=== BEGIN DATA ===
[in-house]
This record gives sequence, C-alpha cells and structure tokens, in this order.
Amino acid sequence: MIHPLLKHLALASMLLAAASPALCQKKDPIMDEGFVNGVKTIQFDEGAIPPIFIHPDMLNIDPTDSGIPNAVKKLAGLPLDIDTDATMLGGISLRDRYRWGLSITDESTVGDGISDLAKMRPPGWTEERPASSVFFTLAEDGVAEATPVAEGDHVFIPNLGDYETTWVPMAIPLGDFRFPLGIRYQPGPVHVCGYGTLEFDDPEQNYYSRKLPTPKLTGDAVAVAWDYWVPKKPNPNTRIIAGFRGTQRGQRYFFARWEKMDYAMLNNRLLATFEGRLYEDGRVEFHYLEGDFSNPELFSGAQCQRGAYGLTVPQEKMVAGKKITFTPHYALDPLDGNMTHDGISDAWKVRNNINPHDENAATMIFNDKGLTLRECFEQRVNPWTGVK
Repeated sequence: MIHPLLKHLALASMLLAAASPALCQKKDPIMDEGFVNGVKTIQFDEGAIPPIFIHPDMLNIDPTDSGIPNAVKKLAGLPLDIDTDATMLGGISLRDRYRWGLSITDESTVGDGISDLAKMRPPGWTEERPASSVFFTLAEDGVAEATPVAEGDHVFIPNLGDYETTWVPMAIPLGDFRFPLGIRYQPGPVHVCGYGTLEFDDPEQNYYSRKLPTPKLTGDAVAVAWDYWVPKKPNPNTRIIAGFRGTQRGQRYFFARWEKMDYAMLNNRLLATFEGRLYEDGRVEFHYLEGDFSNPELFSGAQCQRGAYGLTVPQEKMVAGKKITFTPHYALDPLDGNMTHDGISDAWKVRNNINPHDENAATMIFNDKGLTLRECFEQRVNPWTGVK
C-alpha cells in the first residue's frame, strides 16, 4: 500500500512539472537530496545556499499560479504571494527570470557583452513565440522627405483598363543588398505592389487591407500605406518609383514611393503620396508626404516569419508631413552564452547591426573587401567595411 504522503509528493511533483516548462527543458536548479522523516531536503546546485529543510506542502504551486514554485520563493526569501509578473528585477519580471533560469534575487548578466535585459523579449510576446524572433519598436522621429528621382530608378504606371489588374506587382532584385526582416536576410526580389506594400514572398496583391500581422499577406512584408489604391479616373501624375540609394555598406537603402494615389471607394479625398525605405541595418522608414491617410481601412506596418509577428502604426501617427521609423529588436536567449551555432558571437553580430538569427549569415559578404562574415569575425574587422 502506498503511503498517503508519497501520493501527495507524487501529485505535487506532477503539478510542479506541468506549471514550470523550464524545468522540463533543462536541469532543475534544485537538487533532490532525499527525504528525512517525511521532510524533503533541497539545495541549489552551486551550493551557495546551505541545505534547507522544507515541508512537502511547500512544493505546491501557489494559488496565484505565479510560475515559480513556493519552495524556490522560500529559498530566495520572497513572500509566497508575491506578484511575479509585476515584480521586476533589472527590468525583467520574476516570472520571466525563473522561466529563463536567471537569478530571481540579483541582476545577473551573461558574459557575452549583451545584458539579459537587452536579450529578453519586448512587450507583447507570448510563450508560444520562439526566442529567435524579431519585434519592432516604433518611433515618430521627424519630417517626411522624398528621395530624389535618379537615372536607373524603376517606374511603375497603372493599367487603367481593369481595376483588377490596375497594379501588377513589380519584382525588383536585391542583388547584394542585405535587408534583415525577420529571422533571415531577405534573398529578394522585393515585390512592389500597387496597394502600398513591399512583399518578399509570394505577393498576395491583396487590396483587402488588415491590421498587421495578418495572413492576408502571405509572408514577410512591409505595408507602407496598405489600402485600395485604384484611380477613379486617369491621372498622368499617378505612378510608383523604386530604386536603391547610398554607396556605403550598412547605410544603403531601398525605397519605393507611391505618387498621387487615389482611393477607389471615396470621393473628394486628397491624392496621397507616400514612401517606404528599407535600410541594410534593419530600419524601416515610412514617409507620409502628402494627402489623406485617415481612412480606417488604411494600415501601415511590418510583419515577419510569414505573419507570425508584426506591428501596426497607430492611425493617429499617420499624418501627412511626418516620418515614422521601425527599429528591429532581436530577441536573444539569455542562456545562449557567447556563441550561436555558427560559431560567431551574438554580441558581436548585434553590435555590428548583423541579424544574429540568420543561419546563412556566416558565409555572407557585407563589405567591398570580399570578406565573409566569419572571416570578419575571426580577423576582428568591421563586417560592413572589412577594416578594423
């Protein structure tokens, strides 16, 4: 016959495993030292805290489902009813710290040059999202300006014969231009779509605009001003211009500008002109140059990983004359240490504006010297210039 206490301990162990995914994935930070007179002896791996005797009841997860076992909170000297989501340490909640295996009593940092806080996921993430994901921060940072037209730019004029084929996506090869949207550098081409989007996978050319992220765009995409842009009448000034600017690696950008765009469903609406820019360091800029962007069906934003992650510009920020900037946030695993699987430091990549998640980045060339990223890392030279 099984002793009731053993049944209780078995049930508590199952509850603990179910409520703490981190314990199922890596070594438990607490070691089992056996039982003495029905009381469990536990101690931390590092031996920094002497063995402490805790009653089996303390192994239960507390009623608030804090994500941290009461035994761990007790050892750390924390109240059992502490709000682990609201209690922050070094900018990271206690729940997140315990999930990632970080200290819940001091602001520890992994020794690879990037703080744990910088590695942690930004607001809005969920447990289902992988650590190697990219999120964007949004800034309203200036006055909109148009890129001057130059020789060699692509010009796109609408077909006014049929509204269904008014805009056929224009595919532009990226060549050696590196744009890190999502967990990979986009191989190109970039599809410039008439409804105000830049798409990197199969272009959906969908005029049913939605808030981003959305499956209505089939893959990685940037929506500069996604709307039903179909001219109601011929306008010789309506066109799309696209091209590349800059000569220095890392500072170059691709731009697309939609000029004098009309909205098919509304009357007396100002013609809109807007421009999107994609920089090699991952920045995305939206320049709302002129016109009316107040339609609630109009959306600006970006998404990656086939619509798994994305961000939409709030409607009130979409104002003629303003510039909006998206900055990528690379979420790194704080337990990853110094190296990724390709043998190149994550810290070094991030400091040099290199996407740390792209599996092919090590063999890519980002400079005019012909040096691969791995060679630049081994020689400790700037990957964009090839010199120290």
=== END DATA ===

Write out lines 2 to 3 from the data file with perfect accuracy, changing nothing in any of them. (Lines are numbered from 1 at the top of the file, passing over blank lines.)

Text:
This record gives sequence, C-alpha cells and structure tokens, in this order.
Amino acid sequence: MIHPLLKHLALASMLLAAASPALCQKKDPIMDEGFVNGVKTIQFDEGAIPPIFIHPDMLNIDPTDSGIPNAVKKLAGLPLDIDTDATMLGGISLRDRYRWGLSITDESTVGDGISDLAKMRPPGWTEERPASSVFFTLAEDGVAEATPVAEGDHVFIPNLGDYETTWVPMAIPLGDFRFPLGIRYQPGPVHVCGYGTLEFDDPEQNYYSRKLPTPKLTGDAVAVAWDYWVPKKPNPNTRIIAGFRGTQRGQRYFFARWEKMDYAMLNNRLLATFEGRLYEDGRVEFHYLEGDFSNPELFSGAQCQRGAYGLTVPQEKMVAGKKITFTPHYALDPLDGNMTHDGISDAWKVRNNINPHDENAATMIFNDKGLTLRECFEQRVNPWTGVK